Bush Alaska spends too much time mourning

The story in Monday’s paper said that urban and rural kids have about the same rates of death by guns. The difference is apparently that in the cities, the deaths are usually murders. In rural areas, it’s accidental shootings and suicides.

Anyone who had lived in Alaska for more than ten minutes can attest to the truth of those findings.

A few months ago a former reporter and I discussed Bush Alaska and its seemingly intractable problems of substance abuse, domestic violence and suicide. She said it had once been suggested to her that the reason things were so difficult in the Bush was because death was so frequent that the villages never reached the point where they stopped mourning. If you never get beyond mourning, you never start healing.

Death in Bush Alaska overwhelmingly has a young face to it. And even more overwhelmingly, suicide in the Bush has a young Native male face to it.

Going to the funerals of Elders who lived long and productive lives is sad but part of life’s ongoing rhythm. Going to the funerals of people cut down by diseases over which they had minimal control is sad but a sadness often relieved by the knowledge that they are no longer suffering.

But going to the funerals of young men who choose to end their lives for reasons most of us can never comprehend goes beyond sad. It begs the question of what is missing in their lives. What are we as a society not seeing that is so dramatically and negatively affecting them?

It’s almost too easy to point the finger at drugs and alcohol.  That they play a role in many suicides is not a big secret. But it isn’t only young men in the Bush who abuse these substances. So do women, girls, middle aged men and women, grandmoms and grandpops. The reach of substance abuse is long and leaves no age group unaffected.

Which brings us back to the question as to why young men in particular are prone to suicide when drinking while others pass out and live to drink another day?

Another easy target to finger in the quest for answers is firearms. They are ubiquitous in our remote villages as protection from predators and a means of feeding your family.  Children in the Bush are as familiar with guns as I was with the Mickey Mouse Club.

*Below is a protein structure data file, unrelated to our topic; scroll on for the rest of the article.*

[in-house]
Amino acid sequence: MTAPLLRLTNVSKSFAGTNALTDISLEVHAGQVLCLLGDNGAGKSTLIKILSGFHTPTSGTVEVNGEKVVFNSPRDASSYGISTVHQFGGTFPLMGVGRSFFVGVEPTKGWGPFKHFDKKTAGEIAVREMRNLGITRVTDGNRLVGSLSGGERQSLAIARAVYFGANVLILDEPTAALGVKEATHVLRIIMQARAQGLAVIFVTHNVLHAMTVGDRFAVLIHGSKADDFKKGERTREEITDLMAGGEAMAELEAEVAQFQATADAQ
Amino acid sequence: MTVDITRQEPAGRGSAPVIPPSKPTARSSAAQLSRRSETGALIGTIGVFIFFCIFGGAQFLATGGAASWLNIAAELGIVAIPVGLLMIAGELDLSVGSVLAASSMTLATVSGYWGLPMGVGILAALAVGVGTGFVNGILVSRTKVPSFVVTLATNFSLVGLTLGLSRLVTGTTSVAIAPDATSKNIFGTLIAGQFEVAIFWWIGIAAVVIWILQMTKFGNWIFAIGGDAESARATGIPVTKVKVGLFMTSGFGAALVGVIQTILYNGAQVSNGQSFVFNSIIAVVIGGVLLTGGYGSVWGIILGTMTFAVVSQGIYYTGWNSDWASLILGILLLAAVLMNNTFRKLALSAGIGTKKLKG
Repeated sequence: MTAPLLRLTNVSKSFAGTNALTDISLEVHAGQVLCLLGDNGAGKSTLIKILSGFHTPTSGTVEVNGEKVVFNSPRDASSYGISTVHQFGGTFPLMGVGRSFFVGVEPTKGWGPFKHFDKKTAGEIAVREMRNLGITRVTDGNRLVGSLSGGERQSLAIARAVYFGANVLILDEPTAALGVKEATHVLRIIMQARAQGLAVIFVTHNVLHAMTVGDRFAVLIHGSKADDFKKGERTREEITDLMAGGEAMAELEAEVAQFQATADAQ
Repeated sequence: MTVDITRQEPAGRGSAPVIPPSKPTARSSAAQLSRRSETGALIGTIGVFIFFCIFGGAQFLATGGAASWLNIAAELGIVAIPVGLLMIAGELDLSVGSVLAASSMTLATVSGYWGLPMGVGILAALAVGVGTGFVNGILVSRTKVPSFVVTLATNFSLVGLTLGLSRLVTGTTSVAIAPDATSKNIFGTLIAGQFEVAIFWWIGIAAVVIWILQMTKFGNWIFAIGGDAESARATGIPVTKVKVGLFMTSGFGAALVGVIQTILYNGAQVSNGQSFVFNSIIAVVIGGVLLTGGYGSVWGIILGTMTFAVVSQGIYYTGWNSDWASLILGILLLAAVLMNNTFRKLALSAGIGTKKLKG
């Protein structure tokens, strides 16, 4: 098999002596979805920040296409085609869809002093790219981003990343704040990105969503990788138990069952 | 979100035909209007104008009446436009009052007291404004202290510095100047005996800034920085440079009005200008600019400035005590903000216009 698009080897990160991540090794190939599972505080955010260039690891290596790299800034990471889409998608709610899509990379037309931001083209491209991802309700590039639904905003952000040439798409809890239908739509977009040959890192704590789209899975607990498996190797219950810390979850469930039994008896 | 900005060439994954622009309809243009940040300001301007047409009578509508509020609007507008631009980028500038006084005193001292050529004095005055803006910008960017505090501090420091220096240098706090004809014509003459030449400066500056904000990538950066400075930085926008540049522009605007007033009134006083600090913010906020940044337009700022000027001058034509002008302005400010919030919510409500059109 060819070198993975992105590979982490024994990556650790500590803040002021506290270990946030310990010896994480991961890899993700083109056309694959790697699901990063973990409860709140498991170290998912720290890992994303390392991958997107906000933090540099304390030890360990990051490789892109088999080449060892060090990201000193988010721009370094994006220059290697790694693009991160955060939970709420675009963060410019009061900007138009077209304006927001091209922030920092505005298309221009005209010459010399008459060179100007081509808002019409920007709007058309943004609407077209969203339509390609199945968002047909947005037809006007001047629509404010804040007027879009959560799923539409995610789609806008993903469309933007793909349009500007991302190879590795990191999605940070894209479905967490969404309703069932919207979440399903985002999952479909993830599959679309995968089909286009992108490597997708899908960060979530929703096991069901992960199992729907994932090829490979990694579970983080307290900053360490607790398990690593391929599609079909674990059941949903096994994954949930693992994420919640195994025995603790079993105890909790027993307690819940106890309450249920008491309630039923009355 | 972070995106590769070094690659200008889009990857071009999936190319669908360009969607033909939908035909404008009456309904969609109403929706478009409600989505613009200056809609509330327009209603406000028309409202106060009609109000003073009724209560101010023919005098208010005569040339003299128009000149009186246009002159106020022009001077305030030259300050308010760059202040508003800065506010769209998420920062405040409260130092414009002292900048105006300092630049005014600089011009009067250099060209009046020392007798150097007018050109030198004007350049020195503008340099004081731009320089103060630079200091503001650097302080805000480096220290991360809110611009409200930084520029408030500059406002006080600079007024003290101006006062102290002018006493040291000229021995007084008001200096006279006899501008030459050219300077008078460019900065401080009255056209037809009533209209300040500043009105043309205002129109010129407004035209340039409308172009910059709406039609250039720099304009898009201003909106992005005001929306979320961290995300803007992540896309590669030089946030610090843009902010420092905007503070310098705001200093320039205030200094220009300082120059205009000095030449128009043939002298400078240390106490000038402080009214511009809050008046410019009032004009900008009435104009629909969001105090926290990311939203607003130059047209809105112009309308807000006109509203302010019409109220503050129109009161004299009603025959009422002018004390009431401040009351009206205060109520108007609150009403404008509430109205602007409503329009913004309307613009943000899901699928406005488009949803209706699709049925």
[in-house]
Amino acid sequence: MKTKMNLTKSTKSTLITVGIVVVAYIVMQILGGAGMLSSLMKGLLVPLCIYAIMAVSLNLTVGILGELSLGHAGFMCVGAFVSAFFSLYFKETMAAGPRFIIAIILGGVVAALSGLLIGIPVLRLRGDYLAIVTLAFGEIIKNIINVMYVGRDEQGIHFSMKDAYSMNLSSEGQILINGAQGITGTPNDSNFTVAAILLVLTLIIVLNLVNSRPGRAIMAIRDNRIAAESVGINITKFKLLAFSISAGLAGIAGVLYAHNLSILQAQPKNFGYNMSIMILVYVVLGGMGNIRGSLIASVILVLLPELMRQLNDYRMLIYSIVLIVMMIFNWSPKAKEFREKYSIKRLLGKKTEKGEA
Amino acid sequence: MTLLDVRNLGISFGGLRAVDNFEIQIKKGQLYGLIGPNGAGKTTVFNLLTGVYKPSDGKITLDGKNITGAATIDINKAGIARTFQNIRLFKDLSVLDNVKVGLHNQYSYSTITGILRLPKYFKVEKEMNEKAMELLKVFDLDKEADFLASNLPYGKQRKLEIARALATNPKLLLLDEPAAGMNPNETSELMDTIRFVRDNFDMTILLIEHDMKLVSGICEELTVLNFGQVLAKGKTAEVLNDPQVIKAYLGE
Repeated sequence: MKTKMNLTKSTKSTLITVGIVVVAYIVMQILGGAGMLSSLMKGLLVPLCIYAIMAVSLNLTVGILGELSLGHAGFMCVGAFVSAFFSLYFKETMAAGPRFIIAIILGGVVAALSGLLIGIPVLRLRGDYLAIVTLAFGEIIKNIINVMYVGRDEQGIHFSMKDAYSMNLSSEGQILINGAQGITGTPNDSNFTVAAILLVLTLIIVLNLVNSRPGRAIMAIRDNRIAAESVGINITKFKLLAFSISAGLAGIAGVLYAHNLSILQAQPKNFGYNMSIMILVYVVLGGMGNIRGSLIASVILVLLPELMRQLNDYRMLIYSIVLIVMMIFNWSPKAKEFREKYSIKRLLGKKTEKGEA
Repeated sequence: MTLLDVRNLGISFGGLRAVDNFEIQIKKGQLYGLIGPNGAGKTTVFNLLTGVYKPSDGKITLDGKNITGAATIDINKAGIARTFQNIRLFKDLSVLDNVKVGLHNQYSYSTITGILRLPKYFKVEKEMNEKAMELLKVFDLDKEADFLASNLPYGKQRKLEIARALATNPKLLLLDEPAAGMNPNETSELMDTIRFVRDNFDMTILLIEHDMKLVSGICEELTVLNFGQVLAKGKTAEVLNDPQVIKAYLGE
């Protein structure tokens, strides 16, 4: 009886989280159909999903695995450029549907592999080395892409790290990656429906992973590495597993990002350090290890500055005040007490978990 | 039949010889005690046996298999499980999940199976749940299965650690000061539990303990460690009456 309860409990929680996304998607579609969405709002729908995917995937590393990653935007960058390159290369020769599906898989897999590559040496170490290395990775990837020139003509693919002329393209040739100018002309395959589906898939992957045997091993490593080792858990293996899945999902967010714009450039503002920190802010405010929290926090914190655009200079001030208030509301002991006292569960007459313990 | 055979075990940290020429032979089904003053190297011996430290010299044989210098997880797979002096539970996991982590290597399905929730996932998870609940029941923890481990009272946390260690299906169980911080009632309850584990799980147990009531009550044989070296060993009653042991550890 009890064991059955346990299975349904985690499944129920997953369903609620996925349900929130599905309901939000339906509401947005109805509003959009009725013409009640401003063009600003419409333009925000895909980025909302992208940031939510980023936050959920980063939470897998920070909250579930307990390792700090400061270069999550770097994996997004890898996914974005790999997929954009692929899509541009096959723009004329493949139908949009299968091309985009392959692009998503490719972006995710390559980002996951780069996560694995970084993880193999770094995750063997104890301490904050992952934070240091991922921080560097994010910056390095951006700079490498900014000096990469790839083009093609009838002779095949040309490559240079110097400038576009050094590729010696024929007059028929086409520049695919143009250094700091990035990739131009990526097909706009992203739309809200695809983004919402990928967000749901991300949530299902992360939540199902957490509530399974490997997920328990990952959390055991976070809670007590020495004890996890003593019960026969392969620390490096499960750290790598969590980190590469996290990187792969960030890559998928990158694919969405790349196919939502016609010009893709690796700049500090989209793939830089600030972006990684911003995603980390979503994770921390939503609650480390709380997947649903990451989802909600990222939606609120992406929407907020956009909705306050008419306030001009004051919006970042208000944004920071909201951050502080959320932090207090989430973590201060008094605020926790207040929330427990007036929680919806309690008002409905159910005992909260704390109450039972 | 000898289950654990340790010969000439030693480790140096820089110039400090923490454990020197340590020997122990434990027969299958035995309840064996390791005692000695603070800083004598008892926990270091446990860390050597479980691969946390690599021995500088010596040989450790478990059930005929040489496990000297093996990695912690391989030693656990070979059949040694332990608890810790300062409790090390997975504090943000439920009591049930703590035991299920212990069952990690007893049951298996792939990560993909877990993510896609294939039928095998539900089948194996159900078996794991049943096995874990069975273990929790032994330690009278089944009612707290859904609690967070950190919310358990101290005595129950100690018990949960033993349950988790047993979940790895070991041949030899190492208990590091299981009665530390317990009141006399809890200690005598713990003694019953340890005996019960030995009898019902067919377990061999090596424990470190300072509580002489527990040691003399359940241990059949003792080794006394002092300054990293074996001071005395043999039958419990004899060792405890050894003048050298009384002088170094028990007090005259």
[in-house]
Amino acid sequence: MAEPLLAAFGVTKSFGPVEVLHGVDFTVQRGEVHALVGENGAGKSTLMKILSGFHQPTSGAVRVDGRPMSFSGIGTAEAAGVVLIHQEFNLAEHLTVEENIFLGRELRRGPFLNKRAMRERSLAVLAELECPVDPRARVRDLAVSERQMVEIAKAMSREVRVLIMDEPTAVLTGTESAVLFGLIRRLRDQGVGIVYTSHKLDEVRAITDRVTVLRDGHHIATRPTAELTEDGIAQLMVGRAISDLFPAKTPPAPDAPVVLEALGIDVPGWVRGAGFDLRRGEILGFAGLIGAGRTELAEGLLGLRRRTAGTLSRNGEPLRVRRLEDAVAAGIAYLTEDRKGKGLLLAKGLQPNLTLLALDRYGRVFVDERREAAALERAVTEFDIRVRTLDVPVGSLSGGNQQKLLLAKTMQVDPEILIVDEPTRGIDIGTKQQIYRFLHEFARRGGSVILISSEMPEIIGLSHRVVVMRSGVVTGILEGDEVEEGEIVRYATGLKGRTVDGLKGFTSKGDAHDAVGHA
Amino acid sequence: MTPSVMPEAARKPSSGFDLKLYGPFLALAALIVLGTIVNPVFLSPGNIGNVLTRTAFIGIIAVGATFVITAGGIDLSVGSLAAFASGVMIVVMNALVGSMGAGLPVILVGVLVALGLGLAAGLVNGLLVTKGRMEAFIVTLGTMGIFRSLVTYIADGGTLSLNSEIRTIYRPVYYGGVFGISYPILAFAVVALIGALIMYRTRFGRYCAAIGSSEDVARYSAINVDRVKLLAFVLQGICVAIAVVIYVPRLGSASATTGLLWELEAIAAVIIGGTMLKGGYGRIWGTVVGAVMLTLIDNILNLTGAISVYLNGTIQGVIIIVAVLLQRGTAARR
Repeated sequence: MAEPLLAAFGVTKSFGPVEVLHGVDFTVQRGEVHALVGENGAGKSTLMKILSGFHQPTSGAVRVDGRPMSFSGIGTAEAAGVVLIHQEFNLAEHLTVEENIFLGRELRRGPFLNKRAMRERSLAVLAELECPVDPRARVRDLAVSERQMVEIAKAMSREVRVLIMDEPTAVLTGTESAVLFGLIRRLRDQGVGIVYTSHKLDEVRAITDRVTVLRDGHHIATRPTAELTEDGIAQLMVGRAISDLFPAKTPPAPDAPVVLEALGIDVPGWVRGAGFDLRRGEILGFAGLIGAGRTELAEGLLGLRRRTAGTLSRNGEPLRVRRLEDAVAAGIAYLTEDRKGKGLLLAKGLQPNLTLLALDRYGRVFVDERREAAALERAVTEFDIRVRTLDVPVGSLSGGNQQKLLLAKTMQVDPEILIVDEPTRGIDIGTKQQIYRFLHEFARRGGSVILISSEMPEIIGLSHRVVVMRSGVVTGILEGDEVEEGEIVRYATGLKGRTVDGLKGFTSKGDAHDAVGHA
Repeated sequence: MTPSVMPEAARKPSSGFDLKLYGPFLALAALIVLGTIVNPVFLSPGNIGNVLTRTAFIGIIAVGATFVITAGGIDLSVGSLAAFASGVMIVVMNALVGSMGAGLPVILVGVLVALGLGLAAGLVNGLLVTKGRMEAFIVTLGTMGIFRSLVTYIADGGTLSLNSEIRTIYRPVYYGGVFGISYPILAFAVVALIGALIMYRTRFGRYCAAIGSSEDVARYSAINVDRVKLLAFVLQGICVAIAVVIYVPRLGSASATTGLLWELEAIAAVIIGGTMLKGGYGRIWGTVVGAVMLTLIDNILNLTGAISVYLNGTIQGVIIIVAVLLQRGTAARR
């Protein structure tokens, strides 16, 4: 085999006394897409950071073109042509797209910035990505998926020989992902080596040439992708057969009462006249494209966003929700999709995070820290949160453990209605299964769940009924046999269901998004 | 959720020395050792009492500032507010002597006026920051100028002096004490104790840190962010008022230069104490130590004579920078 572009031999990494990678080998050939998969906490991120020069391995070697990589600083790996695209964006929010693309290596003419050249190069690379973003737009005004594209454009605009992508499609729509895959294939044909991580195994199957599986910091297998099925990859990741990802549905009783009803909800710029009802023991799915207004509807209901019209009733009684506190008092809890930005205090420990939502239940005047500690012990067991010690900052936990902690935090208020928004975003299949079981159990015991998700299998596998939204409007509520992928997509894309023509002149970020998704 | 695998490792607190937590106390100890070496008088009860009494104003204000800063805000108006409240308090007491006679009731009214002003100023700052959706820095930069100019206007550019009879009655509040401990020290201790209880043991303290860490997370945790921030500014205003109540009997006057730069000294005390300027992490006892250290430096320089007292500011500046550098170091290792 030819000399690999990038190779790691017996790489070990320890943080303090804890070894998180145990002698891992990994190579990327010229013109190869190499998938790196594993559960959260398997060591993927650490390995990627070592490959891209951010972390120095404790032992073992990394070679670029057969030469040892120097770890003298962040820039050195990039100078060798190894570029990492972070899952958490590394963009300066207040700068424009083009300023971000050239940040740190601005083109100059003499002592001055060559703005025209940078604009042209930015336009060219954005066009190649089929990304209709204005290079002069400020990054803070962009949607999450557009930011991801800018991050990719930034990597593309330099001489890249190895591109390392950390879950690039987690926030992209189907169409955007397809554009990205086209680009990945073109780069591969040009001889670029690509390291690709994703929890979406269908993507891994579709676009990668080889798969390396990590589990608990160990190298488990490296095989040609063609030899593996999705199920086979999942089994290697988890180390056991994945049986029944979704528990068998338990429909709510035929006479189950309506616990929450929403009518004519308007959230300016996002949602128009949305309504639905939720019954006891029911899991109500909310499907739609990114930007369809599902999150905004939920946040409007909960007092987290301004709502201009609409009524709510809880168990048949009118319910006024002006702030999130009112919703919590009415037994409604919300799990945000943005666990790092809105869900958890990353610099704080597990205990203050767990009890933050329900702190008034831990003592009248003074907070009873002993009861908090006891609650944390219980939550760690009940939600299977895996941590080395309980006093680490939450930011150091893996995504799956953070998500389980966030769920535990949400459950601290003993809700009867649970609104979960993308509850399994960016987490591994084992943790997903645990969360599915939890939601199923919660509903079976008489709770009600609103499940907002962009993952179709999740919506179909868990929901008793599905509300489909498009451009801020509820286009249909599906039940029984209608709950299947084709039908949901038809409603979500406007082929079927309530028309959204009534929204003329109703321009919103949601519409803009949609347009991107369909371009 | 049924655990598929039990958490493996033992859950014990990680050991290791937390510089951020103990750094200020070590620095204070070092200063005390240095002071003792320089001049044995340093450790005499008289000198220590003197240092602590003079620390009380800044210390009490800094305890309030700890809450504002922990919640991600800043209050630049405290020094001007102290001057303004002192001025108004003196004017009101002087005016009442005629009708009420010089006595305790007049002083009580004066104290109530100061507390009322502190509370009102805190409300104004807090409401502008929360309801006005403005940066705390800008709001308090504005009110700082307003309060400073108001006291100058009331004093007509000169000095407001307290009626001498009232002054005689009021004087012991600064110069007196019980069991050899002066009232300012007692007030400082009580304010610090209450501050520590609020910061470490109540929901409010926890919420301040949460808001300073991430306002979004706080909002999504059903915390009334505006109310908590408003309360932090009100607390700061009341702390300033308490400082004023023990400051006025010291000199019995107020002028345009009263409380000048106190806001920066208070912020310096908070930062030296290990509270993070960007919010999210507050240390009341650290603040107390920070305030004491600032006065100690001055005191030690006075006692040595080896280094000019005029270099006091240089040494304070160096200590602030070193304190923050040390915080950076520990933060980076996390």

So why is it that the one age group seems to pick up guns and point them at their heads more than any other?

According to the Centers for Disease Control and Prevention, “The suicide rate for American Indians/Alaska Natives was 10.84 per 100,000, higher than the overall US rate of 10.75. Adults aged 25-29 had the highest rate of suicide in the American Indian/Alaska Native population, 20.67 per 100,000. Suicide ranked as the eighth leading cause of death for American Indians/Alaska Natives of all ages.”

But here is the scariest statistic. “From 1999 to 2004, American Indian/Alaska Native males in the 15 to 24 year old age group had the highest suicide rate, 27.99 per 100,000…” That is almost triple the overall US rate.

If you look at employment among Alaska Native males and females, you find that women are more often employed and, if employed, are more likely to be in jobs that are full time and not seasonal.  Maybe if you have a purpose in life, a reason to get up the next day, something that makes you feel as though you and your life have value, you don’t have to look for relief from the emptiness at the end of a gun barrel. Maybe part of the answer is somewhere in there.

Some families who lose a loved one to suicide have the kind of problems that cause you to think, “Well, what can you expect?” But there are many families in which love and stability and boundaries were firmly in place and the young men grew up knowing they were cherished and valued. Yet they still put a bullet to their head.

I don’t have an answer. But I do know that whoever said the Bush never gets a chance to stop mourning and start healing expressed a truth any of us with roots in Bush Alaska know all too intimately.